In most self-development interventions, the term “optimal functioning” is used. But what does that actually mean? Can a human function optimally, and based on what criteria? Is it your own perception, or against a list of benchmarks? Let’s unpack this.
The term optimal functioning is about flourishing and realising your potential. Researchers have identified four quadrants that make up functioning: autonomy, social relations, meaning and personal growth. You may be surprised that words like performance, productivity, efficiency, goal orientation and perseverance are not included. I was! However, optimal functioning is a subjective self-identified thing with the emphasis on creating and executing plans that lead to fulfilment of our needs and goals. Optimal functioning is not a concrete outcome, but a self-perceived evaluation.
Let’s clarify what each of these four quadrants of happiness and optimal functioning means
- Autonomy refers to the combination of power and choice to what you endorse in life.
- Social relations are what makes humans thrive. We need to be engaged and be accepted by others to function. Social connections contribute immensely to our wellbeing.
- Meaning is a more complex component and its crux is about understanding the purpose of our tasks and activities.
- The fourth quadrant is personal growth. Although many people strive to develop themselves, few understand that growth is about the cognitive structure of being flexible in the unknown and adapting to change. A pleasant mind is easily distracted whereas an engaged mind keeps focusing on the current goal needed to enhance personal growth.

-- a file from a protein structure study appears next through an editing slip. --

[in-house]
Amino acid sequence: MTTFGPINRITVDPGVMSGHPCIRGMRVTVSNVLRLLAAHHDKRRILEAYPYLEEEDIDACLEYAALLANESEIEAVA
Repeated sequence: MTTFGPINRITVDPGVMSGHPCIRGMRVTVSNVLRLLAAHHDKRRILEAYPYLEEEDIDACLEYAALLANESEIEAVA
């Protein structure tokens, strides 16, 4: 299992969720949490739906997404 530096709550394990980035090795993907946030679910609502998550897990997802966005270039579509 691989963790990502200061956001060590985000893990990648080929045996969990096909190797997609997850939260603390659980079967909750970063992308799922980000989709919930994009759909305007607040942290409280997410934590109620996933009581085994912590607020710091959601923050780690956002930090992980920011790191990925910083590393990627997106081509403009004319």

The common perception is that optimal functioning is synonymous with feeling good, but that is not the case. Optimal functioning means deliberate practising of tasks, skills and knowledge to stimulate personal growth. Enjoyment contributes very little to the process of attaining optimal functioning. Enhancing your proficiency requires extra focus and consistent time on the task. This is why optimal functioning is unrelated to pleasure or satisfaction with the task. The phrase “no pain, no gain” summarises this point.
Furthermore, not all functioning is automatically optimal. One main component that makes it un-optimal is if we compare ourselves to others and then stop growing as we see the process as too difficult or unattainable.
The last point I wish to discuss is how to grow and develop your optimal functioning. Firstly, everybody has a different zone of arousal versus performance. You need to identify for yourself what the sweet spot is that does not cause you anxiety or boredom. It will differ from person to person based on your readiness, emotional state and current competencies.
Step 1: Identify your optimal functioning zone.
Step 2: Focus on what gives you autonomy, meaning and personal mastery in your life. Is there any room upwards? I am sure there is. What would that mean for you practically?
Step 3: Optimal functioning means balancing and attending to all your life domains at the same time. It does not mean a trade-off of optimising the one at the expense of another i.e. work for relationship. Bring in all of your life domains.